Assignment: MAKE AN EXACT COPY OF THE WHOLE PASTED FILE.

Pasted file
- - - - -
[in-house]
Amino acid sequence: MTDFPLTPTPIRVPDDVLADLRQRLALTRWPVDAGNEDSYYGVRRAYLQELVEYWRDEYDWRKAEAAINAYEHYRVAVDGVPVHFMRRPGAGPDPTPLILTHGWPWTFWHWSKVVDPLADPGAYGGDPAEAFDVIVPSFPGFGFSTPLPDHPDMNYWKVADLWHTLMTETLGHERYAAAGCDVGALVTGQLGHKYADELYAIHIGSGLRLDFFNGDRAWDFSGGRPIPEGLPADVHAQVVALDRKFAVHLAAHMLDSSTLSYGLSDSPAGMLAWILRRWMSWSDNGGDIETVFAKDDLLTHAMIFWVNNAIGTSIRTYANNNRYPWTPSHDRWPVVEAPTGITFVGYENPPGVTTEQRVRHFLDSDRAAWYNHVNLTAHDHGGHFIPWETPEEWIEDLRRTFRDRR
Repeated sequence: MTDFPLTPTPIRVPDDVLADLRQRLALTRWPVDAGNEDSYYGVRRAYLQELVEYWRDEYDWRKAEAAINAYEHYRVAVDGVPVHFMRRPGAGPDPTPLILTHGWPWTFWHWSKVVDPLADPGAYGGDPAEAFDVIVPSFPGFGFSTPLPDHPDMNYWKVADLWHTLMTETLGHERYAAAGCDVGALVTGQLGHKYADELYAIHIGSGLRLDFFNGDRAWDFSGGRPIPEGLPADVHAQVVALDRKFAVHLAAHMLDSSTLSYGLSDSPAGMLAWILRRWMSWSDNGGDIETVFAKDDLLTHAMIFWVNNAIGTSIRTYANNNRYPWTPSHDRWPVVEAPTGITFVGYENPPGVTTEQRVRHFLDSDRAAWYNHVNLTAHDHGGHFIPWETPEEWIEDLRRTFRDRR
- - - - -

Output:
[in-house]
Amino acid sequence: MTDFPLTPTPIRVPDDVLADLRQRLALTRWPVDAGNEDSYYGVRRAYLQELVEYWRDEYDWRKAEAAINAYEHYRVAVDGVPVHFMRRPGAGPDPTPLILTHGWPWTFWHWSKVVDPLADPGAYGGDPAEAFDVIVPSFPGFGFSTPLPDHPDMNYWKVADLWHTLMTETLGHERYAAAGCDVGALVTGQLGHKYADELYAIHIGSGLRLDFFNGDRAWDFSGGRPIPEGLPADVHAQVVALDRKFAVHLAAHMLDSSTLSYGLSDSPAGMLAWILRRWMSWSDNGGDIETVFAKDDLLTHAMIFWVNNAIGTSIRTYANNNRYPWTPSHDRWPVVEAPTGITFVGYENPPGVTTEQRVRHFLDSDRAAWYNHVNLTAHDHGGHFIPWETPEEWIEDLRRTFRDRR
Repeated sequence: MTDFPLTPTPIRVPDDVLADLRQRLALTRWPVDAGNEDSYYGVRRAYLQELVEYWRDEYDWRKAEAAINAYEHYRVAVDGVPVHFMRRPGAGPDPTPLILTHGWPWTFWHWSKVVDPLADPGAYGGDPAEAFDVIVPSFPGFGFSTPLPDHPDMNYWKVADLWHTLMTETLGHERYAAAGCDVGALVTGQLGHKYADELYAIHIGSGLRLDFFNGDRAWDFSGGRPIPEGLPADVHAQVVALDRKFAVHLAAHMLDSSTLSYGLSDSPAGMLAWILRRWMSWSDNGGDIETVFAKDDLLTHAMIFWVNNAIGTSIRTYANNNRYPWTPSHDRWPVVEAPTGITFVGYENPPGVTTEQRVRHFLDSDRAAWYNHVNLTAHDHGGHFIPWETPEEWIEDLRRTFRDRR